Rain may have been too little, too late for crops


But farmers say much more is needed to end the drought. They're hoping that the limited rain we received will save what they have left.

We've gone months without rain, and many farmers have had to water their own crops.

The ground is now relative moist, much more so when we were here at the end of March. And the farmers are a lot more optimistic now too.

As we walked through the fields with Fort Bend farmer Allen Stasney, he saw something he hasn't seen in quite some time.

"I'm in a better mood today," Stasney said. "It's nice to have mud on the bottom of your feet."

Exciting he says. There's proof of the rain that fell -- finally. He says he got nearly an inch of rain across his 3,600 acres near Kendleton.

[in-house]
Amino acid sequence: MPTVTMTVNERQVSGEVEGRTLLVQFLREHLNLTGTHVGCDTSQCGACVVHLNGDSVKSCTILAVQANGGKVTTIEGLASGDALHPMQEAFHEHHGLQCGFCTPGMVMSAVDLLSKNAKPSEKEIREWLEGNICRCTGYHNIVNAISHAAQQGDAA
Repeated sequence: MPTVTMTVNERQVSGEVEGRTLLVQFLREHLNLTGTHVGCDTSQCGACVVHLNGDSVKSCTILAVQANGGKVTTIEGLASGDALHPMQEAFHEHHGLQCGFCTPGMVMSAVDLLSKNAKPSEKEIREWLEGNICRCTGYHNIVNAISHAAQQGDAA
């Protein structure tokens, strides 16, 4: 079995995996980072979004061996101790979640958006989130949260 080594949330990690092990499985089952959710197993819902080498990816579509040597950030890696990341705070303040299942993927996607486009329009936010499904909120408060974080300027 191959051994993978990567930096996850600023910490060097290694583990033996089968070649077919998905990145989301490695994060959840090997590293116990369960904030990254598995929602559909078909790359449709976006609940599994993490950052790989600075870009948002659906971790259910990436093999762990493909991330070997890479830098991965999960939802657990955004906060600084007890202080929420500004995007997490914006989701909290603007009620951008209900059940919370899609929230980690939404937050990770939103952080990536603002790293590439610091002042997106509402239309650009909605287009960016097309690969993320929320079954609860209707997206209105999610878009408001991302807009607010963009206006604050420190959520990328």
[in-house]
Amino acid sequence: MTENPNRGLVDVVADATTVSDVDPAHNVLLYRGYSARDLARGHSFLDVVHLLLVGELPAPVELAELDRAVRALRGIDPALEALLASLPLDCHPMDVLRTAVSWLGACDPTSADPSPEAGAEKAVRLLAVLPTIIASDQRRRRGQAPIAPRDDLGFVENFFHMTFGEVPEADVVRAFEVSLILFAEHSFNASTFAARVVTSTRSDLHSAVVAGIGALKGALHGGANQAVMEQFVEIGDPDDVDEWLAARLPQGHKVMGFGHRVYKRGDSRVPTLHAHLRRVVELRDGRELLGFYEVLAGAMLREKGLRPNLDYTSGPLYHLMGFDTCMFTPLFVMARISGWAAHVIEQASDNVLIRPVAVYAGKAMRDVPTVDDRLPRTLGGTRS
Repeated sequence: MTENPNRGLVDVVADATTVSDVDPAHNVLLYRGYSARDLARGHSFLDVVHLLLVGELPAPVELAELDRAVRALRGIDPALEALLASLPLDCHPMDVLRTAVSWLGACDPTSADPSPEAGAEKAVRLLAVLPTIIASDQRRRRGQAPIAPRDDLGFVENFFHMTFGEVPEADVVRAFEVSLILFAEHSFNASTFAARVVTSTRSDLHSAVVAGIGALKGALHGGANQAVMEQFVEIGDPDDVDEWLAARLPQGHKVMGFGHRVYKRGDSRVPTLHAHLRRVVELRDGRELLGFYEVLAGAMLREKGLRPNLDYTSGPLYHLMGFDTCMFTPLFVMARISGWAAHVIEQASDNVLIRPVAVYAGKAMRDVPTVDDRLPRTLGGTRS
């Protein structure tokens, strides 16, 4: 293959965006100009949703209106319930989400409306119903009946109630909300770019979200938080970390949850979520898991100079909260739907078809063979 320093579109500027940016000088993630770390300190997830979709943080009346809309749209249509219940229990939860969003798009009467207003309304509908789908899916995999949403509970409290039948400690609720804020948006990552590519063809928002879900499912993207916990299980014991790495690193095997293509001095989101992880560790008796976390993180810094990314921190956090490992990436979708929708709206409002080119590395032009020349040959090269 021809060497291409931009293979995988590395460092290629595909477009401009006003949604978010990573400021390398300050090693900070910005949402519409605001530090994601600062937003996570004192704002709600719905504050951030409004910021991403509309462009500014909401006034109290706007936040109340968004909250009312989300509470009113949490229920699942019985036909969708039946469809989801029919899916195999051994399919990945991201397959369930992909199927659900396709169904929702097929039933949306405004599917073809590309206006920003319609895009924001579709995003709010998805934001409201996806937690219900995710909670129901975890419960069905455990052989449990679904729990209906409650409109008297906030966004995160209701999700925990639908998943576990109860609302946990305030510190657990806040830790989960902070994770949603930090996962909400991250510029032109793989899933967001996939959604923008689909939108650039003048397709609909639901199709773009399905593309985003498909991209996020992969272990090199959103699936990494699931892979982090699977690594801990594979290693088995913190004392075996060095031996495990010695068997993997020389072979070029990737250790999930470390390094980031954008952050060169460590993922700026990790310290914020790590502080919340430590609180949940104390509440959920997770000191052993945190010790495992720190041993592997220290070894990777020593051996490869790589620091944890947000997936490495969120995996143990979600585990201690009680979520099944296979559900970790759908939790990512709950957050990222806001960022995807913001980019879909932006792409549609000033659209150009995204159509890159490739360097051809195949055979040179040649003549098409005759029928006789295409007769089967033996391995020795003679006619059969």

"As we dig down, in this particular field, it's moisture, so this is even better," Stasney said.

"The rains a blessing; no matter what you wound up with, it's a blessing," said Vincent Manning, Fort Bend County's agriculture extension director.

We are though still in a drought; most crops show symptoms that grain sorghum and cotton are stunted -- corn, too, even if irrigated.

For some corn, it's just too late because it just couldn't take the heat. The ground has been so dry it couldn't put down brace roots, and the wind which came with Friday's storm was too much.

Still farmers say a little more rain might just salvage this growing season.

"Another inch Thursday, oh man! Gosh! That's like a new pair of tennis shoes you know? I mean, really," Stasney said.

Another pair of shoes he hopes he can get even muddier.

To qualify for flood insurance in Texas, all crops have to be planted by Sunday. So the rain at least put a little moisture in the ground before that. Again, the drought is far from over.

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